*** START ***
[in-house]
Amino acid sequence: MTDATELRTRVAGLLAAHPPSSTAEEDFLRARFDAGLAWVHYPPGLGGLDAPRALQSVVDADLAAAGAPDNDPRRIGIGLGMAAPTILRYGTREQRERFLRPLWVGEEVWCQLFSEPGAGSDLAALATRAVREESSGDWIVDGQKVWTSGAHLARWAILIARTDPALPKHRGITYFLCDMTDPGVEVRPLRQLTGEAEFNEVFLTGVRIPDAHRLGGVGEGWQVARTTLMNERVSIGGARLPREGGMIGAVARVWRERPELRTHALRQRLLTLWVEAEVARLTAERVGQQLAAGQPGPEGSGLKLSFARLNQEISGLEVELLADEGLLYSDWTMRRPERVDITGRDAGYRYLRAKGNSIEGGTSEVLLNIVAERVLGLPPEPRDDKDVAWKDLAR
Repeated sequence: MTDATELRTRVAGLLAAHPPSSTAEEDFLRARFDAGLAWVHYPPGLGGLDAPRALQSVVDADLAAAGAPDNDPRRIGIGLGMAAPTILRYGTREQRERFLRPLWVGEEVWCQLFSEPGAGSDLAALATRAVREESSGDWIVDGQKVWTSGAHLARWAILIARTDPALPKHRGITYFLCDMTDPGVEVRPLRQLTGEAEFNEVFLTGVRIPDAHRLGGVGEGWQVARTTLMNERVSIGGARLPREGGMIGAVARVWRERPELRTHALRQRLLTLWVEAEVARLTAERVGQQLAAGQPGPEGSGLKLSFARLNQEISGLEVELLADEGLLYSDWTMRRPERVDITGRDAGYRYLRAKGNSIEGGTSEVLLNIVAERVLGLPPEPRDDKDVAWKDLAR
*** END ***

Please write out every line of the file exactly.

[in-house]
Amino acid sequence: MTDATELRTRVAGLLAAHPPSSTAEEDFLRARFDAGLAWVHYPPGLGGLDAPRALQSVVDADLAAAGAPDNDPRRIGIGLGMAAPTILRYGTREQRERFLRPLWVGEEVWCQLFSEPGAGSDLAALATRAVREESSGDWIVDGQKVWTSGAHLARWAILIARTDPALPKHRGITYFLCDMTDPGVEVRPLRQLTGEAEFNEVFLTGVRIPDAHRLGGVGEGWQVARTTLMNERVSIGGARLPREGGMIGAVARVWRERPELRTHALRQRLLTLWVEAEVARLTAERVGQQLAAGQPGPEGSGLKLSFARLNQEISGLEVELLADEGLLYSDWTMRRPERVDITGRDAGYRYLRAKGNSIEGGTSEVLLNIVAERVLGLPPEPRDDKDVAWKDLAR
Repeated sequence: MTDATELRTRVAGLLAAHPPSSTAEEDFLRARFDAGLAWVHYPPGLGGLDAPRALQSVVDADLAAAGAPDNDPRRIGIGLGMAAPTILRYGTREQRERFLRPLWVGEEVWCQLFSEPGAGSDLAALATRAVREESSGDWIVDGQKVWTSGAHLARWAILIARTDPALPKHRGITYFLCDMTDPGVEVRPLRQLTGEAEFNEVFLTGVRIPDAHRLGGVGEGWQVARTTLMNERVSIGGARLPREGGMIGAVARVWRERPELRTHALRQRLLTLWVEAEVARLTAERVGQQLAAGQPGPEGSGLKLSFARLNQEISGLEVELLADEGLLYSDWTMRRPERVDITGRDAGYRYLRAKGNSIEGGTSEVLLNIVAERVLGLPPEPRDDKDVAWKDLAR